U.S. President Donald Trump is expected to ask South Korean leader to purchase more F-35A stealth fighter jets.
Korea’s English-language newspapers, The Korea Times, quoting defense analysts, reported that Trump is expected to ask President Moon Jae-in about the purchase of additional F-35As at his planned summit during this year’s G20 summit.
Trump plans to hold another in-person meeting with Moon on June 30 to discuss issues of mutual interest and explore ways to further strengthen their security alliance, according to Cheong Wa Dae and the U.S. Department of State.
They expect Trump to mention South Korea’s purchase of U.S. military equipment “again” at his next encounter with the South Korean leader, as he did in an earlier summit, April 12.
“If Trump brings up the issue of the South Korean government’s additional purchase of F-35As, this could accelerate the procurement project as the Republic of Korea Air Force has repeatedly raised the need to deploy more of the stealth jets,” said Shin Jong-woo, representative secretary of the Korea Defense and Security Forum.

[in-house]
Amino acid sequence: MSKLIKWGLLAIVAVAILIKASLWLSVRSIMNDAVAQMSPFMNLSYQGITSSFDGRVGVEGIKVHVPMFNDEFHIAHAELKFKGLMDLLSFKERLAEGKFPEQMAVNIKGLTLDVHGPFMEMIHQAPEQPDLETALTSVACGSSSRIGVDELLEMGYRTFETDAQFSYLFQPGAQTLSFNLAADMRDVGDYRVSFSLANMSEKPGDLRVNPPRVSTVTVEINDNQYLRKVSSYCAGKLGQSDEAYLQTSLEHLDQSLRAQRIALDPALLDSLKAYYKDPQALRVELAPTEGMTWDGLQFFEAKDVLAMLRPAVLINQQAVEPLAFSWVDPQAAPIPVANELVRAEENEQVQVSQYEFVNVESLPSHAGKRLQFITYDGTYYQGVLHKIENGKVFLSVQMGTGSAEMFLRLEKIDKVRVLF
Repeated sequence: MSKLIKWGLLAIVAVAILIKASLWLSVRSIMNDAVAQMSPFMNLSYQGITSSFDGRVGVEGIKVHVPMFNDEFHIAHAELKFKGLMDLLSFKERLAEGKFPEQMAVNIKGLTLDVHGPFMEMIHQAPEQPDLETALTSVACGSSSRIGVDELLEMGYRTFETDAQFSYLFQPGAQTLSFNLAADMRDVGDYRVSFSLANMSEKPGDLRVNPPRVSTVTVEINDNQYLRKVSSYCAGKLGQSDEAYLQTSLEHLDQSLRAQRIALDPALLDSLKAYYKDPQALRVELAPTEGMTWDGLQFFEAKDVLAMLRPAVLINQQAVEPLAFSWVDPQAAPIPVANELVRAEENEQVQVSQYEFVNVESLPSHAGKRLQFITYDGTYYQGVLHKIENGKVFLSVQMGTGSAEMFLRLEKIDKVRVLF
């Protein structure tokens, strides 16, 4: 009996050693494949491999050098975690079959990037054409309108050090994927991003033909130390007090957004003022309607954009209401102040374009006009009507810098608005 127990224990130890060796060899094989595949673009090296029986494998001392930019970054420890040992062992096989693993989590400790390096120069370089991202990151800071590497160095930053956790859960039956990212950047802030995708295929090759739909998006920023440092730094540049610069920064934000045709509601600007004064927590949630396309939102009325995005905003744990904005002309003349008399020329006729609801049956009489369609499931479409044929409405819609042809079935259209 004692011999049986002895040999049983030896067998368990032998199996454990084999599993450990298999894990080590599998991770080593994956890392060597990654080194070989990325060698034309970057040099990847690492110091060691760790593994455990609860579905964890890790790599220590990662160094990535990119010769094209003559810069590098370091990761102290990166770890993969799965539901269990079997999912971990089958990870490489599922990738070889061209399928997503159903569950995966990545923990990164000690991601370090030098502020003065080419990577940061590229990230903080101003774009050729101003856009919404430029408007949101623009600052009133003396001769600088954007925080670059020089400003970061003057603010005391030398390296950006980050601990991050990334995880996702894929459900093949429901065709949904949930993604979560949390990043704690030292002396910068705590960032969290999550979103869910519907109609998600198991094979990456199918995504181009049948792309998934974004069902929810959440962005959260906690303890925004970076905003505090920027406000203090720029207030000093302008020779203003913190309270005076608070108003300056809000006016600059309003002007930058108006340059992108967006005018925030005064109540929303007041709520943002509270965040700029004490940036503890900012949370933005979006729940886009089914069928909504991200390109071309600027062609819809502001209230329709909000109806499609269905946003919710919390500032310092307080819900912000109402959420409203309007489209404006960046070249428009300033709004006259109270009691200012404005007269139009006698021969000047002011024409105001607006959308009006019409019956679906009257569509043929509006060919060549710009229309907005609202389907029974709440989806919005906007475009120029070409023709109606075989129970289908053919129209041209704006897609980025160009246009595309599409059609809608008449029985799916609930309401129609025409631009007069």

In September 2014, South Korea announced a deal to procure 40 F-35 fighters in a Foreign Military Sale (FMS) deal worth about $6.1 billion. The first two of these fighters arrived here in late March.
Defense Acquisition Program Administration (DAPA) spokesman Park Jeong-eun said the procurement project for additional purchases of F-35As has been underway with the advanced research completed earlier this year.
A recent handshake agreement between the U.S. Department of Defense and U.S. aerospace giant Lockheed Martin, the producer of the F-35A, lowered this year’s price of the stealth jet to $81.35 million per F-35A from $89.2 million in the previous purchase.
The F-35 is designed to provide the pilot with unsurpassed situational awareness, positive target identification and precision strike in all weather conditions. Mission systems integration and outstanding over-the-nose visibility features are designed to dramatically enhance pilot performance.
With nine countries involved in its development (United States, United Kingdom, Italy, Netherlands, Turkey, Canada, Denmark, Norway and Australia), the F-35 represents a new model of international cooperation, ensuring U.S. and Coalition partner security well into the 21st Century. The F-35 also brings together strategic international partnerships, providing affordability by reducing redundant research and development and providing access to technology around the world. Along these lines, the F-35 will employ a variety of US and allied weapons.